Campbell River taxpayers should actually see lower tax bills in 2021 than in 2020 after city council gets the municipal tax increase down to 1.95 per cent, once waste management and hospital requisitions are taken into account. (Black Press file photo)

Campbell River taxpayers should actually see lower tax bills in 2021 than in 2020 after city council gets the municipal tax increase down to 1.95 per cent, once waste management and hospital requisitions are taken into account. (Black Press file photo)

City of Campbell River gets 2021 tax increase down to 1.95 per cent

Combined with hospital and waste management fees, taxpayers actually pay less overall than in 2020

The average homeowner in Campbell River can expect actually see a smaller total at the bottom of their municipal tax bill in 2021 than they did this year.

Campbell River city council gave first three readings to their 2021-2030 financial plan on Dec. 9, but not before councilors found a way to lower the municipal tax increase by almost another full percentage point, getting it down to 1.95 per cent.

At the end of its three-day financial deliberations back in late October, council couldn’t manage to get the tax increase below 3.5 per cent. They considered this too big a burden on the taxpayers, so they sent staff away to find more savings.

Staff came back at the Nov. 30 meeting with a proposal that would see the tax rate increase only 2.78 per cent – which was below the 2.85 requested by council. They acheived this by using some of the city’s $4.6 million provincial COVID-19 Safe Restart Grant money, which was announced after financial planning deliberations.

Council then decided at the Dec. 9 meeting to use more of that provincial grant money to completely cover the airport operations deficit for next year, further lowering tax rate increase to 1.95 per cent.

Mayor Andy Adams says that when that between that tax rate increase and the expected lower requisitions from both Comox Strathcona Regional Waste Management and the Comox Strathcona Regional Hospital District, the average homeowner in Campbell River should see a savings on their tax bill next year.

“I think what we have done on behalf of our taxpayers is where we all wanted to be,” Adams says. “That’s to provide as good a break as we could, and there is additional relief coming from reductions in the regional hospital board and regional solid waste services, as well, that will be of further assistance to our residents.”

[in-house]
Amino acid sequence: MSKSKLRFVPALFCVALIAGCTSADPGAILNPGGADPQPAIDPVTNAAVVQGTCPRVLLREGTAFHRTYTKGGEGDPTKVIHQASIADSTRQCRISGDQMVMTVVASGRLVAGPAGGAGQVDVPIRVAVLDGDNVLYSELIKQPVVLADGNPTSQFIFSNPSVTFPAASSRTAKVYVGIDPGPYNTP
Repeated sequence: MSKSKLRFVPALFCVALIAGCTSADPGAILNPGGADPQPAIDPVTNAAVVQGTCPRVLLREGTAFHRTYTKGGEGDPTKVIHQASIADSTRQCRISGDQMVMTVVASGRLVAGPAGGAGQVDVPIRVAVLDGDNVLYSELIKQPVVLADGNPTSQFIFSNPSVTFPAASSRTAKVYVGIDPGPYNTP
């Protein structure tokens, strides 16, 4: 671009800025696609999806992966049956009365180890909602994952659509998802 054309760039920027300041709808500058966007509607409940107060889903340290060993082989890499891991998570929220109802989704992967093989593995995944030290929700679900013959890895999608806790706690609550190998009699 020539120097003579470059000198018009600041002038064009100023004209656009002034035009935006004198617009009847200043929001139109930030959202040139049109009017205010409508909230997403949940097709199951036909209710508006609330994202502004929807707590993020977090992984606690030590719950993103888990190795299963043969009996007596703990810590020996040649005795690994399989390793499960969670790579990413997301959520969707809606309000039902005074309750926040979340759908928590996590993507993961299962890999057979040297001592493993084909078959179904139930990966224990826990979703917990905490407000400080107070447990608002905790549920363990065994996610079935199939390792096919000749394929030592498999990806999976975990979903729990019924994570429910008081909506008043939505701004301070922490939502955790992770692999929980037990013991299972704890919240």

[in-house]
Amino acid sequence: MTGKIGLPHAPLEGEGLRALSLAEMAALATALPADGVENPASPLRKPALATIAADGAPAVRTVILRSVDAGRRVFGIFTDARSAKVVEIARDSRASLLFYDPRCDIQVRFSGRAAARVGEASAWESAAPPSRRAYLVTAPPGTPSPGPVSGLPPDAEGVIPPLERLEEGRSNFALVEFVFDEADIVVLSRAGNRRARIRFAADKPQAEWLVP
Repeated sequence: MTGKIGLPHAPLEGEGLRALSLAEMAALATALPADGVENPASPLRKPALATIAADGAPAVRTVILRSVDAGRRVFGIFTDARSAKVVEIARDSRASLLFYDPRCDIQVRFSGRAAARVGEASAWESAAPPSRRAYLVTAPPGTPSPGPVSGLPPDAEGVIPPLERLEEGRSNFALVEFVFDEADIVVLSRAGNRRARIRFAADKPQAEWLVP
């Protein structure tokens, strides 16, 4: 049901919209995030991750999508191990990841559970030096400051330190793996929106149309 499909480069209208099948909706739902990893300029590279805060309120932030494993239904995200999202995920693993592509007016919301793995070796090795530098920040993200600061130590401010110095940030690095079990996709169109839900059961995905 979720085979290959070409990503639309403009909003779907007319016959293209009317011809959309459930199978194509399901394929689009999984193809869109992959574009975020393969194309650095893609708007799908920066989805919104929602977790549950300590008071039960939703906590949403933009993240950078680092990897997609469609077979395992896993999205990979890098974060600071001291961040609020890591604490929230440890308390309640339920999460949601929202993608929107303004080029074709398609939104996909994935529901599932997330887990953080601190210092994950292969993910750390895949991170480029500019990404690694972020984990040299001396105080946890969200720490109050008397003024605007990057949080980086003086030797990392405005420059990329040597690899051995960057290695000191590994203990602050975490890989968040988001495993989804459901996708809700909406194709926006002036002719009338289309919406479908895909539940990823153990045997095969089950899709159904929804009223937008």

The 2.78 per cent increase they approved at the Nov. 30 meeting would have equated to a $59 per year increase for the average home – assessed at $442,000 – and with the change to a 1.95 per cent increase, that amount is lowered to approximately $41.

Adams says the amount CSWM will be charging Campbell River residents is expected to come in at $16 less than last year and the amount CSRH is requisitioning is expected to come in $64 lower, for a total of $80 less coming out of Campbell River taxpayers’ pockets for those services.

He admits, however, that the low tax increase this year could come back to bite taxpayers down the road.

“Anytime you are having a tax rate [increase] that is less than the rate of inflation – or at least less than the highest cost to the city is increasing, and that’s our collective bargaining agreements – there is the risk that you’re encumbering future councils to make up that difference.”

He thinks it was worth it in this case, though.

“These are extraordinary times that are calling for extraordinary measures to provide relief to our citizens, and I appreciate council working through this to be able to get there,” Adams says. “We still have a lot of work to do, and that work will continue when we delve into our strategic plan in the first quarter and also take a look at the remaining $3 million in restart money and determine how we are going to strategically use that to ensure operations of the city and protection of our citizens.”

The budget is expected to be officially passed Dec. 14.

RELATED: City uses pandemic grant to lower tax increase

RELATED: City sets priorities for 2021 capital plan

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